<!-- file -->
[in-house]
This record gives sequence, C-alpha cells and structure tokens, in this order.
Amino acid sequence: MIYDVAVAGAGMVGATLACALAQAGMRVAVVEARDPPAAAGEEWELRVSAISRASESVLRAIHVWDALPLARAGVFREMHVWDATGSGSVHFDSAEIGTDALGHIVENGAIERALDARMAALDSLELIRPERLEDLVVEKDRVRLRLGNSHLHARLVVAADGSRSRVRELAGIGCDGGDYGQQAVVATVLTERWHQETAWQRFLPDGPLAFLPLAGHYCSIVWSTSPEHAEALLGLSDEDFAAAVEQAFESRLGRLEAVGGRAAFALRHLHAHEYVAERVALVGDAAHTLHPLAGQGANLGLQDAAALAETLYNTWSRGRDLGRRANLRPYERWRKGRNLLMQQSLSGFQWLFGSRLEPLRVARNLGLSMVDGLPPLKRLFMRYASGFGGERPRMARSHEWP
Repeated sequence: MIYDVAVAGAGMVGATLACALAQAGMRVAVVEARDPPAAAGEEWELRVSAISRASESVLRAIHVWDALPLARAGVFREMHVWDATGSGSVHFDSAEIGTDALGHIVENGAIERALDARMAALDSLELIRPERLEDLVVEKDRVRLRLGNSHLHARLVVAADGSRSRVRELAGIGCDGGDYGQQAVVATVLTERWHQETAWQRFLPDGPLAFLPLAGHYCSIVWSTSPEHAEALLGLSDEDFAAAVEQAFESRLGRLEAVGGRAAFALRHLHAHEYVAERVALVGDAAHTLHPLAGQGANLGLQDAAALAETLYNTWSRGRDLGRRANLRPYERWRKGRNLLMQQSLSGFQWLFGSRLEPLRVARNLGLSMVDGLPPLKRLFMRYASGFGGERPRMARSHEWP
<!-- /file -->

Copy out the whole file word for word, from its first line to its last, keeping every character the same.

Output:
[in-house]
This record gives sequence, C-alpha cells and structure tokens, in this order.
Amino acid sequence: MIYDVAVAGAGMVGATLACALAQAGMRVAVVEARDPPAAAGEEWELRVSAISRASESVLRAIHVWDALPLARAGVFREMHVWDATGSGSVHFDSAEIGTDALGHIVENGAIERALDARMAALDSLELIRPERLEDLVVEKDRVRLRLGNSHLHARLVVAADGSRSRVRELAGIGCDGGDYGQQAVVATVLTERWHQETAWQRFLPDGPLAFLPLAGHYCSIVWSTSPEHAEALLGLSDEDFAAAVEQAFESRLGRLEAVGGRAAFALRHLHAHEYVAERVALVGDAAHTLHPLAGQGANLGLQDAAALAETLYNTWSRGRDLGRRANLRPYERWRKGRNLLMQQSLSGFQWLFGSRLEPLRVARNLGLSMVDGLPPLKRLFMRYASGFGGERPRMARSHEWP
Repeated sequence: MIYDVAVAGAGMVGATLACALAQAGMRVAVVEARDPPAAAGEEWELRVSAISRASESVLRAIHVWDALPLARAGVFREMHVWDATGSGSVHFDSAEIGTDALGHIVENGAIERALDARMAALDSLELIRPERLEDLVVEKDRVRLRLGNSHLHARLVVAADGSRSRVRELAGIGCDGGDYGQQAVVATVLTERWHQETAWQRFLPDGPLAFLPLAGHYCSIVWSTSPEHAEALLGLSDEDFAAAVEQAFESRLGRLEAVGGRAAFALRHLHAHEYVAERVALVGDAAHTLHPLAGQGANLGLQDAAALAETLYNTWSRGRDLGRRANLRPYERWRKGRNLLMQQSLSGFQWLFGSRLEPLRVARNLGLSMVDGLPPLKRLFMRYASGFGGERPRMARSHEWP